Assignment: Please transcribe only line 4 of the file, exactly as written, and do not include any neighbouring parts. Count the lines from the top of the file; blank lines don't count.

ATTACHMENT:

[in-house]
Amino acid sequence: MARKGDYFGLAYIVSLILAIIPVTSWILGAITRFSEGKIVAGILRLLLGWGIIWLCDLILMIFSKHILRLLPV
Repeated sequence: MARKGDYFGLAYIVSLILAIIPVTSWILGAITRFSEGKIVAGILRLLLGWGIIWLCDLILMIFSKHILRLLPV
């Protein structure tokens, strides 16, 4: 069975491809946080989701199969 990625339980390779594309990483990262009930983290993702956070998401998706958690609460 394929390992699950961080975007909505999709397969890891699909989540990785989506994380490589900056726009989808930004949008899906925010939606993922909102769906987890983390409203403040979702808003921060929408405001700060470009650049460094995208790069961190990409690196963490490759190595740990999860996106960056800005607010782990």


């Protein structure tokens, strides 16, 4: 069975491809946080989701199969 990625339980390779594309990483990262009930983290993702956070998401998706958690609460 394929390992699950961080975007909505999709397969890891699909989540990785989506994380490589900056726009989808930004949008899906925010939606993922909102769906987890983390409203403040979702808003921060929408405001700060470009650049460094995208790069961190990409690196963490490759190595740990999860996106960056800005607010782990």